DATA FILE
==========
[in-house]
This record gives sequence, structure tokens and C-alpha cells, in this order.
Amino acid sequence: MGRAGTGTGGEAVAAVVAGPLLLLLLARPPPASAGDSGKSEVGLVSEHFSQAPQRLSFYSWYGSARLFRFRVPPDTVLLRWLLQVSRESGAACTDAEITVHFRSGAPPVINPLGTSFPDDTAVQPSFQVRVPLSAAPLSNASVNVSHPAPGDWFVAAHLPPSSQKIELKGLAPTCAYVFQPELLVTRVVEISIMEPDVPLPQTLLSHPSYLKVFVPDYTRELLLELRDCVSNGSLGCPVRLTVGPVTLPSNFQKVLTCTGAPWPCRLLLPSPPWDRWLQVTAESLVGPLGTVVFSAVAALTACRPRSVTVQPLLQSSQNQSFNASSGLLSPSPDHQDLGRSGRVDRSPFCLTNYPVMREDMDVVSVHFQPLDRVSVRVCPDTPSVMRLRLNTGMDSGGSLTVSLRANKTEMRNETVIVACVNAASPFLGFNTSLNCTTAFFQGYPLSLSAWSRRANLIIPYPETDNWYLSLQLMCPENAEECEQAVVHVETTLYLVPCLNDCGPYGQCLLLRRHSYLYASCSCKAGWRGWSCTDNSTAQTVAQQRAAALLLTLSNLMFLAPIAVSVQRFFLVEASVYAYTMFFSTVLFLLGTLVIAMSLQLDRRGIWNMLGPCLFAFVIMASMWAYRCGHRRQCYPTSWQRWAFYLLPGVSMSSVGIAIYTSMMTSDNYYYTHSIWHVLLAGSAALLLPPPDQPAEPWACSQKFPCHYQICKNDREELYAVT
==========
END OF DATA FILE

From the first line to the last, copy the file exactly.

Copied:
[in-house]
This record gives sequence, structure tokens and C-alpha cells, in this order.
Amino acid sequence: MGRAGTGTGGEAVAAVVAGPLLLLLLARPPPASAGDSGKSEVGLVSEHFSQAPQRLSFYSWYGSARLFRFRVPPDTVLLRWLLQVSRESGAACTDAEITVHFRSGAPPVINPLGTSFPDDTAVQPSFQVRVPLSAAPLSNASVNVSHPAPGDWFVAAHLPPSSQKIELKGLAPTCAYVFQPELLVTRVVEISIMEPDVPLPQTLLSHPSYLKVFVPDYTRELLLELRDCVSNGSLGCPVRLTVGPVTLPSNFQKVLTCTGAPWPCRLLLPSPPWDRWLQVTAESLVGPLGTVVFSAVAALTACRPRSVTVQPLLQSSQNQSFNASSGLLSPSPDHQDLGRSGRVDRSPFCLTNYPVMREDMDVVSVHFQPLDRVSVRVCPDTPSVMRLRLNTGMDSGGSLTVSLRANKTEMRNETVIVACVNAASPFLGFNTSLNCTTAFFQGYPLSLSAWSRRANLIIPYPETDNWYLSLQLMCPENAEECEQAVVHVETTLYLVPCLNDCGPYGQCLLLRRHSYLYASCSCKAGWRGWSCTDNSTAQTVAQQRAAALLLTLSNLMFLAPIAVSVQRFFLVEASVYAYTMFFSTVLFLLGTLVIAMSLQLDRRGIWNMLGPCLFAFVIMASMWAYRCGHRRQCYPTSWQRWAFYLLPGVSMSSVGIAIYTSMMTSDNYYYTHSIWHVLLAGSAALLLPPPDQPAEPWACSQKFPCHYQICKNDREELYAVT